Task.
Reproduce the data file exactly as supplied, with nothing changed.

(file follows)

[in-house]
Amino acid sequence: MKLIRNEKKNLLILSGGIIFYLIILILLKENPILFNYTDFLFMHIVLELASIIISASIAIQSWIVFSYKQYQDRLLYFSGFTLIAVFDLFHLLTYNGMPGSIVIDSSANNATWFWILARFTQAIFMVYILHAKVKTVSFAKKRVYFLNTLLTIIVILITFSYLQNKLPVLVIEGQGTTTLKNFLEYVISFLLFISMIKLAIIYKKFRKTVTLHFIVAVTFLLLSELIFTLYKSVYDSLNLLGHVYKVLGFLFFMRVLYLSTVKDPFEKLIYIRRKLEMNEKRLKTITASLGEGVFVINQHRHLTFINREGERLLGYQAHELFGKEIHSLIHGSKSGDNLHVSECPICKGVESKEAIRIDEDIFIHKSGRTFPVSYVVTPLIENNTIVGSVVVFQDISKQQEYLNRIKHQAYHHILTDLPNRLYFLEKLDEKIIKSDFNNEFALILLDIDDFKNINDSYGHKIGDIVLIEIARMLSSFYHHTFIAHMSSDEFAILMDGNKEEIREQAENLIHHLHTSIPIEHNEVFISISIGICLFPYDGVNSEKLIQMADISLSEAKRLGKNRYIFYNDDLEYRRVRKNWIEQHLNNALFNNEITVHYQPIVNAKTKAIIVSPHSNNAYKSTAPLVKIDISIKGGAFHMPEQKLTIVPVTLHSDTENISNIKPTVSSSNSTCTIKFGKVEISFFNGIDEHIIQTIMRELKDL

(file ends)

[in-house]
Amino acid sequence: MKLIRNEKKNLLILSGGIIFYLIILILLKENPILFNYTDFLFMHIVLELASIIISASIAIQSWIVFSYKQYQDRLLYFSGFTLIAVFDLFHLLTYNGMPGSIVIDSSANNATWFWILARFTQAIFMVYILHAKVKTVSFAKKRVYFLNTLLTIIVILITFSYLQNKLPVLVIEGQGTTTLKNFLEYVISFLLFISMIKLAIIYKKFRKTVTLHFIVAVTFLLLSELIFTLYKSVYDSLNLLGHVYKVLGFLFFMRVLYLSTVKDPFEKLIYIRRKLEMNEKRLKTITASLGEGVFVINQHRHLTFINREGERLLGYQAHELFGKEIHSLIHGSKSGDNLHVSECPICKGVESKEAIRIDEDIFIHKSGRTFPVSYVVTPLIENNTIVGSVVVFQDISKQQEYLNRIKHQAYHHILTDLPNRLYFLEKLDEKIIKSDFNNEFALILLDIDDFKNINDSYGHKIGDIVLIEIARMLSSFYHHTFIAHMSSDEFAILMDGNKEEIREQAENLIHHLHTSIPIEHNEVFISISIGICLFPYDGVNSEKLIQMADISLSEAKRLGKNRYIFYNDDLEYRRVRKNWIEQHLNNALFNNEITVHYQPIVNAKTKAIIVSPHSNNAYKSTAPLVKIDISIKGGAFHMPEQKLTIVPVTLHSDTENISNIKPTVSSSNSTCTIKFGKVEISFFNGIDEHIIQTIMRELKDL